“Scotland has to keep marching on. The progress of scientific departments in British Universities, considerable as it has recently been, of which the schools we are about to open here to-day are gratifying evidence, yet has not kept pace with the startling progress of science itself and



the wonderful discoveries that threaten to revolutionise human conceptions."

"The older branches of learning in our Universities may well welcome the newer branch, cap in hand, not only as the foundation of material progress, but also as one of the very highest agencies in the imaginative domain.”

“This mighty force of our day-science-has hitherto been the Cinderella of the sisterhood of knowledge, but the Prince has appeared at last and taken her by the hand. It is now the turn of the elder sisters to greet the once neglected princess. She will more than justify the millions that are being showered upon her in most progressive lands. Thus has the University developed to the present all-embracing type through the successive reigns of scholasticism, theology, and ancient classics, always behind the age, conservative in the highest degree. Science has arisen and established her claim to equality. We have long had the Republic of Letters; we now hail the Republic of Knowledge.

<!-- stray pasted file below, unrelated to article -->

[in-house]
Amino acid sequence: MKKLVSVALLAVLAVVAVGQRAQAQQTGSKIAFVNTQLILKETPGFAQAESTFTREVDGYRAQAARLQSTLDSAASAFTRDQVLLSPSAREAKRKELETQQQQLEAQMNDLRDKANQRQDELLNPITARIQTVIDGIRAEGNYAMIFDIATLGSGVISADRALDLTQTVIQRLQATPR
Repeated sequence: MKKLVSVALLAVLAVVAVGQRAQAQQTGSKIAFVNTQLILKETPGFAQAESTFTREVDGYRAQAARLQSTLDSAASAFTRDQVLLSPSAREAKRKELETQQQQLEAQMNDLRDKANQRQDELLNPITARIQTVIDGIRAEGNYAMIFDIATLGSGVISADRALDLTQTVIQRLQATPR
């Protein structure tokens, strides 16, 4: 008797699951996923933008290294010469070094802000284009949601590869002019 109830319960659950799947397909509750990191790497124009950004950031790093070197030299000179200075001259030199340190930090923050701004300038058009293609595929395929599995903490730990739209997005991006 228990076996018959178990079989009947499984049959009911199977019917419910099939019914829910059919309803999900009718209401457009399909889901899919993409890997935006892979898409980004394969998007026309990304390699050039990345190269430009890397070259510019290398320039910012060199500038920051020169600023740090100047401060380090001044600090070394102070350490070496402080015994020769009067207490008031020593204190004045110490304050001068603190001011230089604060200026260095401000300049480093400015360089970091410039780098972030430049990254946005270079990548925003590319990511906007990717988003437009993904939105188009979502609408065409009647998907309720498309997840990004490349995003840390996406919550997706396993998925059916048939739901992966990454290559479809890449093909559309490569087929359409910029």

These quotations do not appear to admit of much doubt as to what the founder's own view of the


of his benefaction was. They are refreshingly clear and frank, with a point capable even of penetrating the admitnothing, dispute-everything defence which the advocate unable to face facts invariably puts up. It is an especially curious commentary on the cry that it is now the turn of Arts, heard at the last quinquennial distribution, and which, in the University of Aberdeen, has been the interpretation of the gift from the beginning, that what Mr Carnegie actually said was: “It is now the turn of the elder sisters to greet the once neglected princess."